The 32nd PGA Minority Collegiate Championship, the most diverse and culturally significant Championship in golf, will take place May 10-13 on the Ryder and Wanamaker Courses at PGA Golf Club in Port St. Lucie, Florida.
The 54-hole PGA Minority Collegiate Championship is a stroke-play event contested across six divisions: NCAA Men’s Division I, Men’s Division II, Men’s NAIA, an overall Women’s Division (team), Men’s Individual and Women’s Individual.
While many of the participating teams represent historically black colleges and universities, the individual competition is open to any minority men and women student-athletes playing collegiate golf at the Division I, Division II or NAIA levels, or participants who are enrolled in one of the PGA of America’s PGA Golf Management University Programs.
One of the most important aspects of tournament week is the PGA Minority Collegiate Championship’s Career Expo, where participating student-athletes learn about employment prospects in the global golf business as well as opportunities beyond golf.
The PGA Minority Collegiate Championship originated at a meeting in November 1986, following the Jackson State University Golf Tournament. The founders’ goal was to elevate the game at minority colleges and universities by giving them an opportunity to compete in a championship in an era when they were excluded from playing in many collegiate golf events. The inaugural Championship was conducted in the spring of 1987 at Highland Park Golf Course in Cleveland.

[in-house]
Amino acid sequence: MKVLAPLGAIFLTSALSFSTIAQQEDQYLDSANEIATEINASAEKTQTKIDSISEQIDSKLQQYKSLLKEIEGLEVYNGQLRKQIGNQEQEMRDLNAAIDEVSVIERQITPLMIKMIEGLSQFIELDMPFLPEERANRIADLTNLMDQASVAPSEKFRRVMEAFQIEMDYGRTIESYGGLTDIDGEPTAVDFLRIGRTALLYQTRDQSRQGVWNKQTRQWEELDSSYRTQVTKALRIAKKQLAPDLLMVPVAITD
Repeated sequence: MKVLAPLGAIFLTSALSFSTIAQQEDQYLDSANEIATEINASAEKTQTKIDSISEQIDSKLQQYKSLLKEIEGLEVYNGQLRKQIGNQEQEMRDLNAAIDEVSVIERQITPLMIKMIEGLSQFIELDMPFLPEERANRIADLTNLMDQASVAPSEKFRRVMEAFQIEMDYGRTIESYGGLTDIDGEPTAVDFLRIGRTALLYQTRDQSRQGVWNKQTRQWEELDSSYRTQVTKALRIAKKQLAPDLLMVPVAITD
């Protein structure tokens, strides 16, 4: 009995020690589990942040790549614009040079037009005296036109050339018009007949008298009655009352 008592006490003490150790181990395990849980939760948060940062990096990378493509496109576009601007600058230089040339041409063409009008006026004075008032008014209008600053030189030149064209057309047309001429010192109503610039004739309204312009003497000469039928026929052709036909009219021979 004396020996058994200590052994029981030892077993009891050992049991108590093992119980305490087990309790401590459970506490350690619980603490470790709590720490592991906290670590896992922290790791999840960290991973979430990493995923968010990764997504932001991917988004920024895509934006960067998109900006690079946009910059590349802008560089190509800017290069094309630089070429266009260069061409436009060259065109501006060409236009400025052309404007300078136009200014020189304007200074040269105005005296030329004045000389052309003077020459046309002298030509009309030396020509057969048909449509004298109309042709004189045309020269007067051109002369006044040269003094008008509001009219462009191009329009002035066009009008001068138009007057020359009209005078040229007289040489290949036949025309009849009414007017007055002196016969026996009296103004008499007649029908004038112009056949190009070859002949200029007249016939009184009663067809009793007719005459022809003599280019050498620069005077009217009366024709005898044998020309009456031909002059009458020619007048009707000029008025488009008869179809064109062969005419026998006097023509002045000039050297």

THE DISTURBING TREND…
FROM THE NAPA WINE TRAIN TO STARBUCKS, LA FITNESS, & NOW THE GRANDVIEW GOLF CLUB IN PENNSYLVANIA
Do we have to add “golfing while black” to the list of things we cannot safely do without fear of police violence? The story of five black women who were asked to leave a York County golf course for reportedly playing too slowly is making headlines and causing outrage across the country.
The group of regular golfers said they were confronted at the second hole by Steve Chronister, one of the owners of the Grandview Golf Course and a former county commissioner, who accused them of lagging and offered to refund their money if they would leave.
They were the only African Americans or all-female groups on the course, according to Sandra Thompson, who posted a detailed account of her experience on Facebook. After the 9th hole, another owner called police on them, she said, noting they had been asked three times to leave.
Thompson wrote on Facebook they felt they were being discriminated against. “As we waited and as we spoke to police,” she wrote, “no other group approached Hole 10 to tee off, so for about 20-30 minutes there was no one behind the group who were behind us.”
The owners of the Grandview Golf Course in York weren’t available on Tuesday for comment. Another owner issued an apology to Thompson and invited them back to play.
TOPGOLFS NEWEST ATTRACTION…
It’s unlike anything you’ve ever seen!
One of golfs biggest attractions, TOPGOLF, is coming to Atlantic City. Ocean Resort Casino is bringing virtual golf to the Boardwalk with this summer’s opening of casino-hotel. Officials said “Topgolf Swing Suite at Ocean Resort will be the largest in the world.”
The golf attraction will feature 11 golf-simulator bays, a first-of-its-kind virtual putting green, interactive multi-sport games, HDTVs and lounge seating for up to eight people to “play, eat, drink and hang out in each bay while enjoying some of the most impressive views in Atlantic City.”
Ron Powers, president of Topgolf Swing Suites, said the new attraction will be “unlike anything the entertainment industry has seen before.”